those days the riser was a special order and not available for weeks. I
made a 3" riser from a chunk of maple, drilled a hole through the
center for a longer bolt and holes for the alignment pins. Though it
was a temporary fix I never did take it out, designed guards for the
blade and extended the shaft for the guides. Sold the saw several years
later with it still installed.
On 4 Jun 2005 12:15:54 -0700, firstname.lastname@example.org wrote:
Hard question. 14" wheels will only track a narrow blade, so it's a
question of how long a stable section of blade you can support, given
the limits on blade width and tension. As a typical 14" saw can
physically fit a 1" blade maximum, but can't adequately tension anything
over 5/8", that's not a good starting point.
If you're going to build yourself a machine for resawing, start with
bigger wheels. It's going to be the blade that's the limit, not a fairly
easy problem in getting some rise into the frame.
If you can find something like the Hitachi resaw with the 3" wide blade,
then you could probably stretch the frame of that to something quite
enormous with good results. However you're then putting a lot of tension
into a tightly curved blade over those small wheels, and so blade life
might start to suffer. Ideally you fatigue fracture the blade just about
the same time you wear the teeth out - do one much before the other and
you're losing potential lifetime.
However long you want them - a decent blade shop welds them up to order,
although they'll keep a few common sizes on hand. If you buy your
blades from a real industrial supplier you'll find better quality,
better prices, and a far better range of teeth than buying at retail.
The ideal tension would be the same regardless of the distance between
the wheels, but due to the increased length between centers, your going
to have to stretch the longer blade further to get it. At some point
you will lengthen the saw until you run out of adjustment before you can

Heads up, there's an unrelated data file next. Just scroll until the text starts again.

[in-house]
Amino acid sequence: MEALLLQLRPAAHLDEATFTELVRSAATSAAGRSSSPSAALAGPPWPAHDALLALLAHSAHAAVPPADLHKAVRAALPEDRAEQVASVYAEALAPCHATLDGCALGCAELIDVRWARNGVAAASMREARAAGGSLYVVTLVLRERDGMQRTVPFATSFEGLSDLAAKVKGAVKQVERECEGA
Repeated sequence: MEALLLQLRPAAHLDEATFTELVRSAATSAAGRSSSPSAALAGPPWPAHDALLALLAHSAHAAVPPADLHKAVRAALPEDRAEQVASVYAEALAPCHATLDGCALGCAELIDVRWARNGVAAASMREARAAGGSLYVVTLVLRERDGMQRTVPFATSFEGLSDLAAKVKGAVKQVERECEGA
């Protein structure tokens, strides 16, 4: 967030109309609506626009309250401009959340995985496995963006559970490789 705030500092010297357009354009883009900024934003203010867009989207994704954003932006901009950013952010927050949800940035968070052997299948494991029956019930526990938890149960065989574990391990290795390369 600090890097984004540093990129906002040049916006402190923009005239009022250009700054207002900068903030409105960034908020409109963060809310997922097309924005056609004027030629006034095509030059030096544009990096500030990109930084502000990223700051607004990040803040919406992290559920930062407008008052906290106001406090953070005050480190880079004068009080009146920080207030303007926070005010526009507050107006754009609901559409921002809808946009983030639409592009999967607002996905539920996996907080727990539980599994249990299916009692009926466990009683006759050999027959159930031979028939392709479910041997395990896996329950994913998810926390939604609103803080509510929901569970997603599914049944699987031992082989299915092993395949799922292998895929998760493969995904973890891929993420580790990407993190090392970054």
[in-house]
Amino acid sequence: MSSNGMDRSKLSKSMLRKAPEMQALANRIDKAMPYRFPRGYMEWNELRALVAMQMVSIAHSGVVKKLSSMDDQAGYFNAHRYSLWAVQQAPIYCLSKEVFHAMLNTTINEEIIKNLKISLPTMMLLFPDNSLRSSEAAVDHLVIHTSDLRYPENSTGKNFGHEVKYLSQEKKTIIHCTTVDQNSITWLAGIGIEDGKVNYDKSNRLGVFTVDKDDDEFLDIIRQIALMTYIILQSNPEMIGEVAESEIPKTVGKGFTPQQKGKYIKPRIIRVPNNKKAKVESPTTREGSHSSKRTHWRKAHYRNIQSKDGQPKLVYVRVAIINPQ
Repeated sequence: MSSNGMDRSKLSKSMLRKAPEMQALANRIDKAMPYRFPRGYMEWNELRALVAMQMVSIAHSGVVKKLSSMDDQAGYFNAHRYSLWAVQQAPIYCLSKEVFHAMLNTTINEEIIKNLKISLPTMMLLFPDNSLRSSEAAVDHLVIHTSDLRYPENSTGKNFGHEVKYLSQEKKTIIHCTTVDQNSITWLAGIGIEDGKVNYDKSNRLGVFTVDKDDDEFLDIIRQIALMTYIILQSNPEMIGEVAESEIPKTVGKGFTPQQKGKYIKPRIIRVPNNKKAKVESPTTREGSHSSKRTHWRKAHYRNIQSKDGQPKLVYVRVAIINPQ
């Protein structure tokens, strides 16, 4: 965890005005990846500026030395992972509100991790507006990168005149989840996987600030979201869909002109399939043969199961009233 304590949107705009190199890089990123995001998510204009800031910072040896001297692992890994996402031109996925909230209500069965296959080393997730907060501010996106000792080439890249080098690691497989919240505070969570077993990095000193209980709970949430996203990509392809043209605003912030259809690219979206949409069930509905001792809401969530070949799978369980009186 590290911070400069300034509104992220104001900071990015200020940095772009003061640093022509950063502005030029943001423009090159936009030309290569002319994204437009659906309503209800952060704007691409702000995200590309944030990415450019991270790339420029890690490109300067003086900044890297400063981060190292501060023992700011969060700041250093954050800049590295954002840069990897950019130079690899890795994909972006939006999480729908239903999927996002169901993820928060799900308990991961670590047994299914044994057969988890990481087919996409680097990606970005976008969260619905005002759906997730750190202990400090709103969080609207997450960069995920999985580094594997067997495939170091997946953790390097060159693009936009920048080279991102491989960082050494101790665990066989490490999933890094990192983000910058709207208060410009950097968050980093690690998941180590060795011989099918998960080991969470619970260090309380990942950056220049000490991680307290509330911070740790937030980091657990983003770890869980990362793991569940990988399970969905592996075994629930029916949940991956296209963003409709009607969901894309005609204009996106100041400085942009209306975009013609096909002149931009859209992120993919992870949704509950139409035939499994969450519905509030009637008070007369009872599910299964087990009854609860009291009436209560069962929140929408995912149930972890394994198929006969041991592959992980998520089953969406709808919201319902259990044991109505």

get to the tension.
The other issue will be the amount of deflection from the longer
deflection arm will let the saw will get wobbly. This could probably be
resolved with some form of truss rods, but by the time you do all of
this, you are reaching the cost of a larger saw, so what's the point.
Andy Dingley wrote:
The force on the wheel spring to generate a given tension in the blade
is independent of the length of blade. Usually we adjust blades to give
an approximately constant pressure for the blade material, i.e. tension
/ blade width.
However the tension required to keep a blade tracking straight.will
increase with the length of the unsupported blade. At some point this
will exceed the allowable pressure for a blade of that width. So there's
a limit on how long you can make a thin blade, or how narrow you can
make a long blade.
I'm assuming that this saw is built out of 14" wheels bought as spare
parts, but the frame is welded box section steel and the spring
tensioning arrangement is also built new to suit. As you state, it's
going to need more spring travel. IMHO, the standard springs on 14"
bandsaws aren't up to the job for the original height anyway and are
improved by replacement with a better spring of thinner, stiffer wire
that can achieve the same force with less risk of coil binding.